Provide MSBuild resolution instead of direct file references for transitive dependencies

Topics: General
Mar 14, 2013 at 12:59 PM
After the discussion here:

I thought it might be worth starting a direct discussion about not adding transitive references directly to a .csproj. Although the current approach does work, it is pretty untidy. Instead, I have put together a proof of concept (bit rough around the edges) that shows only direct references being added to the .csproj, with the tranistives being found and copied via an addition to the AssemblySearchPaths property in MSBuild.

Proof of concept found here:

Is it worth looking at providing this as an option within NuGet? This would require (at least):

1) A .csproj to have a new msbuild <import> statement injected.
2) An option to not add transitive references as file references when adding a package.

Mar 14, 2013 at 5:54 PM
Sorry for my ignorance, but what is the problem you are trying to solve here? And what is a transitive reference?
Mar 14, 2013 at 7:03 PM
Hi dotnetjunky,

At least one aspect of the problem at hand is the management of assembly references when the package dependency tree is deep.
In my organisation, it's quite common that a project will depend on only 2 or 3 packages, but those packages bring in a dozen of additional dependencies.

Those additional, indirect dependencies are the one which introduce what BenPhegan called 'transitive references', as all their assemblies are automatically referenced in the csproj by nuget.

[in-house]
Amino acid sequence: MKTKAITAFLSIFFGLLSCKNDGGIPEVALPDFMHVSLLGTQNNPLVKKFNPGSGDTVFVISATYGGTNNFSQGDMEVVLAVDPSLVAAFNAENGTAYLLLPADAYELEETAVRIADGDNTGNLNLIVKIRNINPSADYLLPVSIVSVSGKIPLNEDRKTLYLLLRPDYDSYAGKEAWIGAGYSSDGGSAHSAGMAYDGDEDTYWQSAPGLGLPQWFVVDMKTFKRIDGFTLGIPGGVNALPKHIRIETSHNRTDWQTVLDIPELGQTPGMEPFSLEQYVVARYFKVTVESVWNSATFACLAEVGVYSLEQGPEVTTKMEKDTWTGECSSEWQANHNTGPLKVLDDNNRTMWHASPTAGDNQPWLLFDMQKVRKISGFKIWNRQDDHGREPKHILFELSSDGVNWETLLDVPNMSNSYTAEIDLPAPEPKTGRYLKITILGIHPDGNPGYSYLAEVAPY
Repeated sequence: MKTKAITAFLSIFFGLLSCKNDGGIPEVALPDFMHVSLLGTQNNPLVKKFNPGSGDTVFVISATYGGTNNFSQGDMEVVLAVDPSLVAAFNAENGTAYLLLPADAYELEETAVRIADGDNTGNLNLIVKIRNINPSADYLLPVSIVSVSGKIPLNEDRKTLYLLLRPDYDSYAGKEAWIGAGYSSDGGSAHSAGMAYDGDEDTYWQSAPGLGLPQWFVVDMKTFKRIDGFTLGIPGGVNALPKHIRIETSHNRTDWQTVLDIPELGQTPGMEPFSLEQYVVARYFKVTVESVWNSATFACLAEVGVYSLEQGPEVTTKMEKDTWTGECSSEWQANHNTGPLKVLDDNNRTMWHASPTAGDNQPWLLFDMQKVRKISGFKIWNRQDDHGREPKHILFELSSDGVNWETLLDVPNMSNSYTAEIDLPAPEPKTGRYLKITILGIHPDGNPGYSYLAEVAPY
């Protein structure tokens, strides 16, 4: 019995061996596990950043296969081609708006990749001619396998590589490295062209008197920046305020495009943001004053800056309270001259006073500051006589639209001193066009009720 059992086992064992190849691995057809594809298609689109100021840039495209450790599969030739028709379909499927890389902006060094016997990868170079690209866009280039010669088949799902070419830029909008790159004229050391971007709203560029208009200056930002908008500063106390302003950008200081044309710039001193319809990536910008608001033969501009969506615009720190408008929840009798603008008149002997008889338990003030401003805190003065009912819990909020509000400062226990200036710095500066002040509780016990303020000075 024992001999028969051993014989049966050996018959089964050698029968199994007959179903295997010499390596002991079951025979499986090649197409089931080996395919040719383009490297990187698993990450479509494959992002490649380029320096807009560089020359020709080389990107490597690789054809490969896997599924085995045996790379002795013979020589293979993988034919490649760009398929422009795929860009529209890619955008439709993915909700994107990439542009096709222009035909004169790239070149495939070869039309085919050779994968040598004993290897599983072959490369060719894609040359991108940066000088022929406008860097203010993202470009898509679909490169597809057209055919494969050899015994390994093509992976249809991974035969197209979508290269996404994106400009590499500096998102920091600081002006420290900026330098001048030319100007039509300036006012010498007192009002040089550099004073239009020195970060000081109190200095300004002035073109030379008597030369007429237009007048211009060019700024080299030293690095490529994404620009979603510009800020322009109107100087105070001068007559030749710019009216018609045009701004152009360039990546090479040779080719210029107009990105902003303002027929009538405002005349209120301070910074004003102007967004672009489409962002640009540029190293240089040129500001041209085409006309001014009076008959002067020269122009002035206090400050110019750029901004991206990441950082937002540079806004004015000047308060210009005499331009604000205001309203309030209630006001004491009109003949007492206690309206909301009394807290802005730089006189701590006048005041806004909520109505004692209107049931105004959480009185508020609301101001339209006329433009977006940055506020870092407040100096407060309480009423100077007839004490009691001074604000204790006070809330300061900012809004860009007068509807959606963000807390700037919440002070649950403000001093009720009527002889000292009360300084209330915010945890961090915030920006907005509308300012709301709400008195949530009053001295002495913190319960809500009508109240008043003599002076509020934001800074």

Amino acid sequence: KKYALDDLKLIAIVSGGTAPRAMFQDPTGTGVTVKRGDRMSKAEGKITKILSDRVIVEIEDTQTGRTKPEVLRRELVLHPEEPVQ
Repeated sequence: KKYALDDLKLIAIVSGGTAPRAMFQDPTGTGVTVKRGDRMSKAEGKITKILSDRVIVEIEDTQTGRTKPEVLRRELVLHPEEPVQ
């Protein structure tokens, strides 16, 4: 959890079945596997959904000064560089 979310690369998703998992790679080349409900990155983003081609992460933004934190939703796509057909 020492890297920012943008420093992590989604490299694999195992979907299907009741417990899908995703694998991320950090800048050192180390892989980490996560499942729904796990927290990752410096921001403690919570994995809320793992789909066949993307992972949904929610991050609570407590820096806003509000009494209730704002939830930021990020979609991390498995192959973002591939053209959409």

I'd like to avoid that because it clutters the project: it becomes impossible to see which assemblies are really used in the project code.

But even though the assembly references aren't needed at build time, they currently cannot be removed because they might be required at run time.
Hence we're looking for a way to make it work at runtime without explicit assembly references in the csproj.

Please let me know if this is clear enough, I might not be using the right words for some concepts.
Mar 14, 2013 at 10:05 PM
Thanks for clarifying, @broggeri. Within our organisation, adding a single package can result in over 100 additional packages (and yes,this is a separate problem!) being added to the .csproj as references, although they are really only required for runtime. This fix addresses the requirement for direct file references in order to get a functional runtime output.
Mar 15, 2013 at 12:26 AM
I'm curious if the "bin deployable" feature talked about in various other articles is related enough to dig through. For example, Phil Haack mentions bin deploying for .NET MVC via a special "_bin_deployableAssemblies" folder in a project. The same thing is outlined in one of Scott Hanselman's articles.

Now, it seems that using the special folder would still require a bit of management by NuGet/MSBuild. The technique described by BenPhegan seems to avoid that hassle of it entirely. However, would this technique work with Web Deploy? Currently, only referenced assemblies or assemblies found in the special _bin_deployableAssemblies folder are deployed, AFIK.
Mar 15, 2013 at 11:06 AM
Hi @BenPhegan,
Looking at, I see that all assemblies in the repository are made available in the assembly search path.

However, a repository may be shared between several projects in the same solution, and may contain several versions of the same packages.

In order for the build system to choose the right version, it would have to select the right version based on the project's packages.config file.

Is there enough flexibility in the msbuild language to replace:
<NuGetSearchPathFiles Include="$(SolutionDir)packages\**\*.dll" />
by something which would list explicitly the package directories based on the packages.config file ?
Mar 17, 2013 at 11:58 AM
@broggeri for transitive assemblies, having multiple of the same assembly under packages is not a problem. I have updated the example to show that:

1) HintPaths are not required.
2) With four versions of Castle.Core in the packages directory, the correct one is chosen (this shouldn't be a real surprise, otherwise we wouldn't have binding redirects)